Just a few days ago an old colleague of mine asked me what my #1 tip would be for someone who had recently started running and was now aiming at half and full marathon distances.
My response was pretty brief and I’ll share it here and elaborate on it a bit further.
The #1 advice to endurance athletes is:
Don’t get injured!! Whatever you do, train smart, don’t overdo things and through that, avoid injury!
You’ll likely want superman (or -woman) fitness and strength, run a marathon, do an ironman, and all that very quickly – but especially in endurance sports things take time.
Instead you will want to take it slow. If you can slowly build your endurance and keep on building then that really long race you want to be able to do will eventually happen.
Personally I didn’t always know this. I would sign up for races in the way to near future and try to do them being semi fit for the event, injuring myself either during training or during the race.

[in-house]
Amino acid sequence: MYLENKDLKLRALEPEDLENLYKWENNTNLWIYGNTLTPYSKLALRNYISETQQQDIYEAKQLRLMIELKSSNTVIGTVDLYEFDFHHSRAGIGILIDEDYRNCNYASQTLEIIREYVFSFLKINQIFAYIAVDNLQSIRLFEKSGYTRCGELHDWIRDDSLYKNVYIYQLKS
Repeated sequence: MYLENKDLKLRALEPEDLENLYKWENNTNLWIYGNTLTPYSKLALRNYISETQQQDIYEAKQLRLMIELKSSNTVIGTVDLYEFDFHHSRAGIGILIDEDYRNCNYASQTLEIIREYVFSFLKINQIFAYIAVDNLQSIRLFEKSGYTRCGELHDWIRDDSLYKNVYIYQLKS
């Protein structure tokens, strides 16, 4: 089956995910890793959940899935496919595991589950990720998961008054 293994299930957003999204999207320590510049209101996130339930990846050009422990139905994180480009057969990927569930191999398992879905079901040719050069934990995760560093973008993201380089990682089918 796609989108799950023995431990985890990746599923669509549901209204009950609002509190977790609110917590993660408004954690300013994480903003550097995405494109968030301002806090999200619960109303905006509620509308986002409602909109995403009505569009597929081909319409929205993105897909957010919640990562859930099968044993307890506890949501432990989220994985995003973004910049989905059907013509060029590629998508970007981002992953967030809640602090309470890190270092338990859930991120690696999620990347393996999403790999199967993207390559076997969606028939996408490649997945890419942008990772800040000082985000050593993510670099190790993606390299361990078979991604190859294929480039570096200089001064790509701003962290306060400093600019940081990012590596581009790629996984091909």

Since the beginning of 2010 I try to go about my build-up in a different way. I try to follow some basic rules that will leave me free of injury:
- never add more than 10% to individual runs. Another version of this rule says you shouldn’t add more than 10% to weekly running volume and some even go on to work with months and quarters.
- if you feel pain, never try to push through it. You might just be making things worse. Yesterday was such a day for me in the pool. I had to back off from getting better 50m swim time as my left shoulder started hurting. That swim was ended about 15 minutes early to avoid injury.
- avoid going all out in sports your muscles are not used to. This goes for cross-training, gym sessions etc. which are part of your training plan, but also for the occasional game of football with your colleagues.
- if you train or race with someone else who’s above your level – get them to perform at your level. Don’t try (too hard) to follow theirs as that could well be too much for you.
Following these rules has served me well so far. Only had few minor injuries over the past 12 months and every time they’ve been a result of not adhering to the rules outlined above.
Train hard, but train smart!